Photo Source: Public Domain Pictures
With the epic storm Hurricane Florence barrelling down on the Carolinas, safety comes to the forefront of my mind. Massive storms bring strong winds, heavy rain, flooding as well as thunder and lightning. One of my earliest memories back in Cleveland, OH at an age not even old enough to go to kindergarten, entailed lightning. It was the Fourth of July, and the local news covered the untimely death of a young couple that had taken shelter from a storm during their picnic under a large tree. Lightning struck that tree, killing both of them instantly. My mom and grandparents spoke over and over again of the mistake of sheltering under a tree during a thunderstorm. Since then, I have exercised caution in a thunder storm, avoiding tall objects like trees or metal fences and staying away from windows, but growing up I did not have the now ordinary cellphone or other hand-held electrical devices. Naturally, the question arises whether these little devices made of metal, glass, and plastic pose any additional risk of injury by a lightning strike. Could we perhaps be carrying around little lightning rods?
Lightning, or atmospheric electrical discharge, happens with the buildup of negative electrical charge on the bottom of clouds and the subsequent rapid discharge of electricity to the earth. A lightning bolt lasts only a fraction of a second, but in that time, massive amounts of energy get released. According to an article by Paul Dvorak titled “How Many Volts in a Lightning Strike?” the author claims that an average lightning bolt delivers over 10,000,000,000 watts of power in a flash, which he calculates produces enough power to run fifty-six homes for a week. Such power poses a danger to people, plants, animals, and electrical devices.
Could we be putting ourselves at risk by carrying around our cellphones in a thunderstorm? Some people have spread the idea that lightning follows the radio waves emitted by cellphones. A paper available from Stanford.edu by Shiv Agarwal discounts the notion that radio waves from cell phones attract lightning. Lightning does not follow radio waves, and therefore lightning will not be attracted to cellphones. However, a paper published in 2006 by the British Medical Journal titled, “Injury by Lightning Strike While Using Mobile Phone,” focuses on the injury suffered by a girl struck by lightning while on her cell phone. The authors speculate that the phone concentrated the energy of the lightning strike. However, in a rebuttal by the editor of the British Medical Journal, Chris W. Althaus, suggests that cellphones do not have enough metal to attract lightning. Rather, people get struck by lightning by being in the wrong place at the wrong time.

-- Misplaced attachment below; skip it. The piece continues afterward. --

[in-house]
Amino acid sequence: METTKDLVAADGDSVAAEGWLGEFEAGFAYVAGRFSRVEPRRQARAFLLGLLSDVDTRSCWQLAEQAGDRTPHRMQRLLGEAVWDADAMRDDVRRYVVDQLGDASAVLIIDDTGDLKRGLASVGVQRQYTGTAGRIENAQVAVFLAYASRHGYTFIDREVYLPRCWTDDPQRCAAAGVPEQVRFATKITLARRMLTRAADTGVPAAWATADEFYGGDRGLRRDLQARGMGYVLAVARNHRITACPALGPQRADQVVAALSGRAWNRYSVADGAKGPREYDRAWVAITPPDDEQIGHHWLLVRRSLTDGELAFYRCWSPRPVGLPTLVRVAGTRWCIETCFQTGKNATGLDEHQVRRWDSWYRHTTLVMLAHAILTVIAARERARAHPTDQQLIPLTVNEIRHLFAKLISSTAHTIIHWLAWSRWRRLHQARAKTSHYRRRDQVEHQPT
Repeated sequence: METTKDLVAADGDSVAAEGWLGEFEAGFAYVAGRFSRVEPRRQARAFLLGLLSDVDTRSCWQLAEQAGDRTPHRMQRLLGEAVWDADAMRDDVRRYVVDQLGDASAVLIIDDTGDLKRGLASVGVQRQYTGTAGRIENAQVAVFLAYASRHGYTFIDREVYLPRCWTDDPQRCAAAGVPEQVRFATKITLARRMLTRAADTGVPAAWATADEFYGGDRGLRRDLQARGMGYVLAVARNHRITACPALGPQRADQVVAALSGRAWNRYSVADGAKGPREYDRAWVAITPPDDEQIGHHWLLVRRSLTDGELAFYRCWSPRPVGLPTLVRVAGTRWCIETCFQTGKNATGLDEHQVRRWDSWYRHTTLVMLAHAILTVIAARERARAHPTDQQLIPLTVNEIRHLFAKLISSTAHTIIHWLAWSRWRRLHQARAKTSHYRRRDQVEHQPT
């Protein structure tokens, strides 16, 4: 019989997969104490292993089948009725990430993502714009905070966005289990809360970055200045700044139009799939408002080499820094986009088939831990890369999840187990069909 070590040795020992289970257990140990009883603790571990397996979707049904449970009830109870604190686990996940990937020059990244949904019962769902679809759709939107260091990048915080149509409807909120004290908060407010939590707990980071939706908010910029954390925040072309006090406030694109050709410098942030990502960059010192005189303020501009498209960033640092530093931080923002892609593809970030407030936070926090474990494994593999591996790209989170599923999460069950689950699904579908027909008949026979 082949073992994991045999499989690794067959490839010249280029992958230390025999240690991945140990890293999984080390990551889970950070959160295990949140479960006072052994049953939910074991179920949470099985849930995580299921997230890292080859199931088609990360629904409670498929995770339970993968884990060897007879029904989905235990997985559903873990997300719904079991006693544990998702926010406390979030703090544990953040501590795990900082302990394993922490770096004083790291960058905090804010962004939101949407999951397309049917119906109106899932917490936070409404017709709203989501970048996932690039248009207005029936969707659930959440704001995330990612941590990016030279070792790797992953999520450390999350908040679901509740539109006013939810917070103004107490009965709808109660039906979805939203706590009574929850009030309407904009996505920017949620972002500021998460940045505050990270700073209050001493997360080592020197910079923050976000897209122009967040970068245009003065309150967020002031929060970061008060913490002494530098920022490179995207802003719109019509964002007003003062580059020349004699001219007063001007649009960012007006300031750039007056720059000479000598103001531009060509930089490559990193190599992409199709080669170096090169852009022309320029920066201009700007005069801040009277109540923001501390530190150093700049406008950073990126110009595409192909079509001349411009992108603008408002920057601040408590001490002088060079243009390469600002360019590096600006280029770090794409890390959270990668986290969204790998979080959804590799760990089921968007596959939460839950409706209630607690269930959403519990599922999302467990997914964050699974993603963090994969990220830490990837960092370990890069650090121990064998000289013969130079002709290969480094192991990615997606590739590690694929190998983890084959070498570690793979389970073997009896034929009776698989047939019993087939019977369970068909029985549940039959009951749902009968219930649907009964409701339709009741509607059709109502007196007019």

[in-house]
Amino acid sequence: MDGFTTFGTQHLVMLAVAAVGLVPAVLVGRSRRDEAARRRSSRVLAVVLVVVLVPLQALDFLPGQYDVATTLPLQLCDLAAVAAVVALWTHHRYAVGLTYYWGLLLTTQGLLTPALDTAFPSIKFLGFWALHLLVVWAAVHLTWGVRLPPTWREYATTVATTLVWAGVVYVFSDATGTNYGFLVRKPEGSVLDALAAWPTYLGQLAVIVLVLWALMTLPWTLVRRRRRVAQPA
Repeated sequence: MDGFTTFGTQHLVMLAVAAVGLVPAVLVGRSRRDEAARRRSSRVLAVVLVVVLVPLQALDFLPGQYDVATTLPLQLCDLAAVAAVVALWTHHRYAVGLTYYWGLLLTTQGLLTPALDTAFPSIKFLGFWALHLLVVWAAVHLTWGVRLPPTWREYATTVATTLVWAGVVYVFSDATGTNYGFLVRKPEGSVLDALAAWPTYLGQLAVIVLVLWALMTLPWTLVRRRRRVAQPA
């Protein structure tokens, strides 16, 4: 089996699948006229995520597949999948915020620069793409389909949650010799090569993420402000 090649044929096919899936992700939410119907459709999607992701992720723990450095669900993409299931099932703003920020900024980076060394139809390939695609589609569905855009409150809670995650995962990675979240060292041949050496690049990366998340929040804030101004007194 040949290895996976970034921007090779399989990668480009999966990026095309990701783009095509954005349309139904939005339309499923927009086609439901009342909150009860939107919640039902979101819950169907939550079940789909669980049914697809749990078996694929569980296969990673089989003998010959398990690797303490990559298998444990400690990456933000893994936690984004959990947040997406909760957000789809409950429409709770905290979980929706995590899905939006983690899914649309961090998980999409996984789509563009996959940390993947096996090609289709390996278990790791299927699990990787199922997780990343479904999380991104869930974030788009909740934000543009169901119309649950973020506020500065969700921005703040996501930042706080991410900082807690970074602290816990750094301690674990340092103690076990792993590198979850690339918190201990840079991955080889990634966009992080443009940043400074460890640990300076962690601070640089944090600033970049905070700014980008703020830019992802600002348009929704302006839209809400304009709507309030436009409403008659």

Storms pose a danger from wind, flooding, and lightning. Careful preparation to take shelter from a storm in a sturdy building or home provides excellent protection from lightning and rain, but some warnings deserve attention. For example, talking on a corded phone can cause an electric shock from lightning because the phone’s wires connect directly to the outside. Furthermore, taking a shower or bath during a storm increases your chance of being electrocuted because the metal pipes and water can conduct electricity if lightning strikes your house. In contrast, glass poorly conducts electricity, and standing by a window does not increase your risk of being struck by lightning. However, experts warn against standing by a window in a storm in case lightning strikes the house and shatters the glass, spraying you with shards of glass. Cell phones do not seem to increase one’s chance of being struck by lightning, but you should keep it charged and handy to quickly call for help if something does go wrong in a storm. There is still debate going on about the danger of cell phones in electrical storms, so try to limit your time outside with your phone to stay on the safe side. With these tips, be sure to keep yourself and your family safe from the impending storms as well as any future storms that may come your way.
Dr. Smith’s career in scientific and information research spans the areas of bioinformatics, artificial intelligence, toxicology, and chemistry. He has published a number of peer-reviewed scientific papers. He has worked over the past seventeen years developing advanced analytics, machine learning, and knowledge management tools to enable research and support high level decision making. Tim completed his Ph.D. in Toxicology at Cornell University and a Bachelor of Science in chemistry from the University of Washington.
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